Amphetamines caused positive test

CHARLOTTE, N.C. -- Suspended Sprint Cup driver AJ Allmendinger tested positive for amphetamines, his business manager confirmed Wednesday.

Tara Ragan, the vice president of Walldinger Racing Inc., said Allmendinger was told when initially suspended by NASCAR on July 7 that amphetamines were found in his drug testing sample taken a week earlier. She said the term was so broad that she opted to refer to it as a stimulant.

Brand names of medications that contain or metabolize into amphetamines include Adderall, Dexedrine, Dextrostat, Desoxyn, Didrex, ProCentra and Vyvanse.

Amphetamines also are used recreationally as a performance enhancer, often referred to on the street as "speed." When overused, they can be psychologically and physically addictive.

"With amphetamines, there are a whole slew of things it can be," Ragan told ESPN.com. "When we say we don't know what it is, what we were trying to ascertain is what is it in that grouping?

"In our head, we don't know. In fact, when the (medical review officer) first called and said he tested positive for amphetamines, the first thing we said was, 'What does that mean?'"

Ragan said the hope is Dr. David Black, who runs Aegis Sciences Corporation in Nashville, Tenn., which tested Allmendinger's "A" and "B" urine samples, will help clarify that Thursday when Allmendinger talks to him to be assigned a health care facility for assessment.

Meanwhile, Ragan said there are plans to have Allmendinger tested again by an independent laboratory to see whether amphetamines still show up in his system.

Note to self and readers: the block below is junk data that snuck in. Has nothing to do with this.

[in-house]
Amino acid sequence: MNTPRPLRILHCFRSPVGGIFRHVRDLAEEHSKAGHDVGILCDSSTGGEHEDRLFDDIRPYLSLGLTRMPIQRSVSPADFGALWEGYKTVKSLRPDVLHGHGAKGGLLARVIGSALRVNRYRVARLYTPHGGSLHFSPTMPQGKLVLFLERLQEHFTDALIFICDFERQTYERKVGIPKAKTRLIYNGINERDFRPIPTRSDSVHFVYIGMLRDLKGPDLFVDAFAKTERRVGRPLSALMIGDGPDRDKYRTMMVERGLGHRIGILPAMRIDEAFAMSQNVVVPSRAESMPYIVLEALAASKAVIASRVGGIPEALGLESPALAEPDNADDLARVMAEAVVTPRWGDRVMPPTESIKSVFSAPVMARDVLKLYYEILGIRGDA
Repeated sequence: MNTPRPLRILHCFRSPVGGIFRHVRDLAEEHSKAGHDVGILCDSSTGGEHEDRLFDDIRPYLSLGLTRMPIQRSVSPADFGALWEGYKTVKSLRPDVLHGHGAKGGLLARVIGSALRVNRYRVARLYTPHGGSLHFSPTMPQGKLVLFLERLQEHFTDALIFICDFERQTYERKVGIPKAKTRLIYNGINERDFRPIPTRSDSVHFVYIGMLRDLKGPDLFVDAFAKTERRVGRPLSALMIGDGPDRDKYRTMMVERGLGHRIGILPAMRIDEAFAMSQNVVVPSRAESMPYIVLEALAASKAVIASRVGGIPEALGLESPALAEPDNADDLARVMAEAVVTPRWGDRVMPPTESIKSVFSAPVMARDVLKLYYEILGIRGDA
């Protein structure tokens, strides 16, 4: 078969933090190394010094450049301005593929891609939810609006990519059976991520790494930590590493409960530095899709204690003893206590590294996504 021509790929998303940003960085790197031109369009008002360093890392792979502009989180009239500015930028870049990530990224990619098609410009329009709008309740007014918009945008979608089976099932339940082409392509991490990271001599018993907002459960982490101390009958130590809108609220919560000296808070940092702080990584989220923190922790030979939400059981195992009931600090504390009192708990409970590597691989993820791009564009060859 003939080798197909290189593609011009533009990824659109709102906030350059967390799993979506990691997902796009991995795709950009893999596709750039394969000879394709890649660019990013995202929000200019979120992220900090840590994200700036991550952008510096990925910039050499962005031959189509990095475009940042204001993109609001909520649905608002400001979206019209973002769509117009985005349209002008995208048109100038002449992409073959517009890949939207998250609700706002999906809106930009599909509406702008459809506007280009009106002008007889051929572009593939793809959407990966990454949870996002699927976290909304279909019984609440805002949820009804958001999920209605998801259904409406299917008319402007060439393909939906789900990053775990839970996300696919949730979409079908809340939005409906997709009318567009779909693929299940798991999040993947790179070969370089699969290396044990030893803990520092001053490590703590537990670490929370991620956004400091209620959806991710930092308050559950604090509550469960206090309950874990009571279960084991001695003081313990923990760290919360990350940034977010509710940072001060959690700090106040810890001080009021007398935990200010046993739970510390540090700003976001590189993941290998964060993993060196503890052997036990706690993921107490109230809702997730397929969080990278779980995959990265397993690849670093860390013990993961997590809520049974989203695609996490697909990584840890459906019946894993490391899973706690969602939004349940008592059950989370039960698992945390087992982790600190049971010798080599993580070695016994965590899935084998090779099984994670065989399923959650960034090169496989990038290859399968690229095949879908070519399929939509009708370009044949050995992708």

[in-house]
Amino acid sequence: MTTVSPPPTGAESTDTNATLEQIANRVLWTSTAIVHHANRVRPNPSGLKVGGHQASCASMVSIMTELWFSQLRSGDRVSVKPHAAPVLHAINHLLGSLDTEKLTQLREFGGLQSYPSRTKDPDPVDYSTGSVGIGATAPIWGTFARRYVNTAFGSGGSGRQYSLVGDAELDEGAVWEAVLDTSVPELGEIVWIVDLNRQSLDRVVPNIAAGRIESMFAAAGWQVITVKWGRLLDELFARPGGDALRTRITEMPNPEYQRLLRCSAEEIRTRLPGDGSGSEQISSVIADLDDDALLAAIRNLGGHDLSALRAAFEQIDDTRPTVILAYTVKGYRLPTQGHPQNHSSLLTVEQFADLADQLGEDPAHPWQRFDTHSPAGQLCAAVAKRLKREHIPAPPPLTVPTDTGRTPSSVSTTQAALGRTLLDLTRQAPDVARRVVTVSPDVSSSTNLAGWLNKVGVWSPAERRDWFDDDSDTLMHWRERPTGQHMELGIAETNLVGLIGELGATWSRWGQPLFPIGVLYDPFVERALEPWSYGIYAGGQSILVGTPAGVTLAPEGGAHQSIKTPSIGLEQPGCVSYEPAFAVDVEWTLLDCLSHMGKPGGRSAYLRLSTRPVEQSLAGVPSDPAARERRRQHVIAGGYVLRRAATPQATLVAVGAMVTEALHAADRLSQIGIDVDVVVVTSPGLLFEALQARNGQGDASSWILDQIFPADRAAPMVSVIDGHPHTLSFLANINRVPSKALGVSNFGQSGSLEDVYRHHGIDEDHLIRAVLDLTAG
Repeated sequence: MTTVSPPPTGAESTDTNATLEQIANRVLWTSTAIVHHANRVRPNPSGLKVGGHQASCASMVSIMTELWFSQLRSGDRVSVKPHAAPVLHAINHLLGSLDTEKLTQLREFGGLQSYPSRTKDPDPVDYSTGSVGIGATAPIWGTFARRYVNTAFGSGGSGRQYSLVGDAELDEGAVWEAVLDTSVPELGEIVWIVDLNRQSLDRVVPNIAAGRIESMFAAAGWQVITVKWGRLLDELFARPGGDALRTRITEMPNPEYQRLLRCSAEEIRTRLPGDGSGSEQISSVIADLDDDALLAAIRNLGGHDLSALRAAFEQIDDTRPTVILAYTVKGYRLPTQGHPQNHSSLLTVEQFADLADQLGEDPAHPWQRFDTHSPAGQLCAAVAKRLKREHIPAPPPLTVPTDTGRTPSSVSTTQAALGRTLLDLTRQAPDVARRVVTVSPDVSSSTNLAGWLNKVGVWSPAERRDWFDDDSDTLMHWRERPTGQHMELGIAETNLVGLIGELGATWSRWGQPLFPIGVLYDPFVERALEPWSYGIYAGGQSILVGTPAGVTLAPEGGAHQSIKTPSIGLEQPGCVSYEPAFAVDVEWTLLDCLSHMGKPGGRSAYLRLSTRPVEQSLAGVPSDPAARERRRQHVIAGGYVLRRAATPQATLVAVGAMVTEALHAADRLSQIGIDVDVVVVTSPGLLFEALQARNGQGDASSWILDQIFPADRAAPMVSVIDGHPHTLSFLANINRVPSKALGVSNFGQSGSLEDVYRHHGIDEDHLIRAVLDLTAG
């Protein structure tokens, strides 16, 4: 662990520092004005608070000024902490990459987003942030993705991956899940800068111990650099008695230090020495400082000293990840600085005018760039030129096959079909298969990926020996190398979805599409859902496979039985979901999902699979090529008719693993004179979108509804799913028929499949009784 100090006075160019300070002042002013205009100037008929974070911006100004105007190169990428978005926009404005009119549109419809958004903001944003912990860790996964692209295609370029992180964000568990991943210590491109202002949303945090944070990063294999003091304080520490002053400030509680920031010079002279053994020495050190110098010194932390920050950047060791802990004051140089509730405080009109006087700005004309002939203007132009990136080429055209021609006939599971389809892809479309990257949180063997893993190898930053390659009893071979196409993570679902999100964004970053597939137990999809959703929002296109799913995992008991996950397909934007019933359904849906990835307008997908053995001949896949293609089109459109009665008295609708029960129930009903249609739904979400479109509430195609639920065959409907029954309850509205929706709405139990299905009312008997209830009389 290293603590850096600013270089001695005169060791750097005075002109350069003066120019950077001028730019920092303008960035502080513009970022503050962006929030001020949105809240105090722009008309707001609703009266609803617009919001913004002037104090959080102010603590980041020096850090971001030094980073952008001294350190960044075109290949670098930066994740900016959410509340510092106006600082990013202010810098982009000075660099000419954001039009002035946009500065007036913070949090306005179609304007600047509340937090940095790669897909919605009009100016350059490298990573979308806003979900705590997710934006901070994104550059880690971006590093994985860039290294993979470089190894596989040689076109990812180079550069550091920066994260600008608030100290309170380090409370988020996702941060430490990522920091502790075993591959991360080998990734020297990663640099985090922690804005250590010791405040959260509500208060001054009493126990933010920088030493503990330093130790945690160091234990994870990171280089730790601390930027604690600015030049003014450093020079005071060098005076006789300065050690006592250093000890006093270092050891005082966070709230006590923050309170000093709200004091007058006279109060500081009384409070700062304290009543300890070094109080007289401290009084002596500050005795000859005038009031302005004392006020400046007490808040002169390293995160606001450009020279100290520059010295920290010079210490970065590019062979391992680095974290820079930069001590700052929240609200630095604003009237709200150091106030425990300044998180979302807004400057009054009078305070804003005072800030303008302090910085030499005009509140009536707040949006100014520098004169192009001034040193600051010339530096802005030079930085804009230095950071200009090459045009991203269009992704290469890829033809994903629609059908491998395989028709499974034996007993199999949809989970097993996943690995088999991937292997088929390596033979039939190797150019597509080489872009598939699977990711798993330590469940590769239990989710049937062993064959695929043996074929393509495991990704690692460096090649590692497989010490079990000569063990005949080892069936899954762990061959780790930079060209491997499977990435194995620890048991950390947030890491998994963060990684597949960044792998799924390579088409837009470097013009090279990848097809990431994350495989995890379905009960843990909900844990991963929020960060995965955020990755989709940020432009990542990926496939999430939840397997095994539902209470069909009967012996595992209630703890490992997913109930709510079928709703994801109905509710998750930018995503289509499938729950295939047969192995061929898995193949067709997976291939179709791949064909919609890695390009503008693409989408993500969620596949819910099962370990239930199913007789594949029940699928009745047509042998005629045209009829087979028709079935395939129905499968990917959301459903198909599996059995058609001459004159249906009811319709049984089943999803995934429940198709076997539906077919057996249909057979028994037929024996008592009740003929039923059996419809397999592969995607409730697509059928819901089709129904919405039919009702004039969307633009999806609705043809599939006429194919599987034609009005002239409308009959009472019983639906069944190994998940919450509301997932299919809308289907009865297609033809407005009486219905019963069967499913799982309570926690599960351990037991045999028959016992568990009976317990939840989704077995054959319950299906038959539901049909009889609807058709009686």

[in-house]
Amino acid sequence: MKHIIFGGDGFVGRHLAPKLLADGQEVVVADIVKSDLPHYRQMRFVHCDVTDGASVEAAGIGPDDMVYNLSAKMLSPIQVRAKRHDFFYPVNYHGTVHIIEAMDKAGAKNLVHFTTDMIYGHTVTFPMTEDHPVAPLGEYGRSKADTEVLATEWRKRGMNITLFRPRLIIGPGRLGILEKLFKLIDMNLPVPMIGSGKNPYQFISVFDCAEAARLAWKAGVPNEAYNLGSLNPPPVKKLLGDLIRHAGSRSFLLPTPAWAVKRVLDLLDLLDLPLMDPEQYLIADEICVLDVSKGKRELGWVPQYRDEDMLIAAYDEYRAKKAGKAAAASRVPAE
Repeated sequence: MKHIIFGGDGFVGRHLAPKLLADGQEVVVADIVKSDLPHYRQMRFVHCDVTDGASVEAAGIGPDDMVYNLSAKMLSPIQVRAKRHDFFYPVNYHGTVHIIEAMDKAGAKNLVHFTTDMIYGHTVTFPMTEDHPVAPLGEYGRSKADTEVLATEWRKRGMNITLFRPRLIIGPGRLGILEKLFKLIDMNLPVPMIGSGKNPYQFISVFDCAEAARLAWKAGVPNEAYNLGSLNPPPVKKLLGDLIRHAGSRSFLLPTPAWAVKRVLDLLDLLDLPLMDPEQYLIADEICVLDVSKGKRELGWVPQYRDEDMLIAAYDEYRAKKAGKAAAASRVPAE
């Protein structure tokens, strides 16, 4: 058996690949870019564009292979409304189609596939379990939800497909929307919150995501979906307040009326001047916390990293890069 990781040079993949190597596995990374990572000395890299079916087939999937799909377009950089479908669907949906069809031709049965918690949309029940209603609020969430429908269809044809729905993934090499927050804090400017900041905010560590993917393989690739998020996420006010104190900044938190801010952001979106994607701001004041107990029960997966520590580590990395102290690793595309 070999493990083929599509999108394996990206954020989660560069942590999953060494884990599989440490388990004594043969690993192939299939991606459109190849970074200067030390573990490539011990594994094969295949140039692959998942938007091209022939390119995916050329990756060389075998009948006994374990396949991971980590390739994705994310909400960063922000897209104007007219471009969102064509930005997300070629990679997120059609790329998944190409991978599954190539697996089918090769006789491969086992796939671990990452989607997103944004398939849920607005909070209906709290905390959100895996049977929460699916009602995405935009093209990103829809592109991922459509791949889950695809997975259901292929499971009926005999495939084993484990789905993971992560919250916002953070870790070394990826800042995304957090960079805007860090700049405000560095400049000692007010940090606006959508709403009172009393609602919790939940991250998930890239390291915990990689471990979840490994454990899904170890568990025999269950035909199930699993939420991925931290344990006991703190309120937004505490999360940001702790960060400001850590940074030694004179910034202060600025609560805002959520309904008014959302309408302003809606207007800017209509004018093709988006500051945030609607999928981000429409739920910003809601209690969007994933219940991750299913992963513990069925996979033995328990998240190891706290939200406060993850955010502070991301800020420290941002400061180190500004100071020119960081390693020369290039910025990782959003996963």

"We weren't being evasive," Ragan said. "In my head, no, we didn't know what the drug was. Amphetamines was too general for us when trying to figure out what it is."

Earlier Wednesday, Allmendinger enrolled in NASCAR's Road to Recovery program, which is mandated for reinstatement after a failed drug test.

The decision was made less than 24 hours after Allmendinger was suspended indefinitely after his "B" sample urine test supported the original test that violated NASCAR's substance abuse policy.

"While we await further information from testing to determine the cause (of the positive test), we have notified NASCAR that AJ will participate in the Road to Recovery program starting immediately," Ragan said. "As we have stated earlier, we respect NASCAR's drug testing policies. They are first and foremost in place to protect drivers and AJ being among those.

"We fully support the program, and as more details become available, we will share them."

Allmendinger has said through Ragan that the positive test was a stimulant that could have been the result of a supplement or over-the-counter drug he was using.

Black said he was "delighted" Allmendinger has opted to enroll in the recovery program as opposed to fighting it in court, as Jeremy Mayfield did in 2009. He said Allmendinger will report first to him.

While the length of the recovery program varies, Black said it typically takes at least several months to complete. In many cases, it has taken at least five months, which would end Allmendinger's 2012 season.

"That's a reasonable amount of time," Black said of the five months. "Certainly, there is a substantial amount of follow-up testing to ensure the individual did not engage in any drug usage that was in violation of the program. There also has to be some elapsed time to ensure the driver is in compliance."

Black said Allmendinger first will be directed, through him, to a health care facility to for assessment. He said the facility usually is local to the individual, which means Allmendinger would be evaluated in the Charlotte, N.C., area.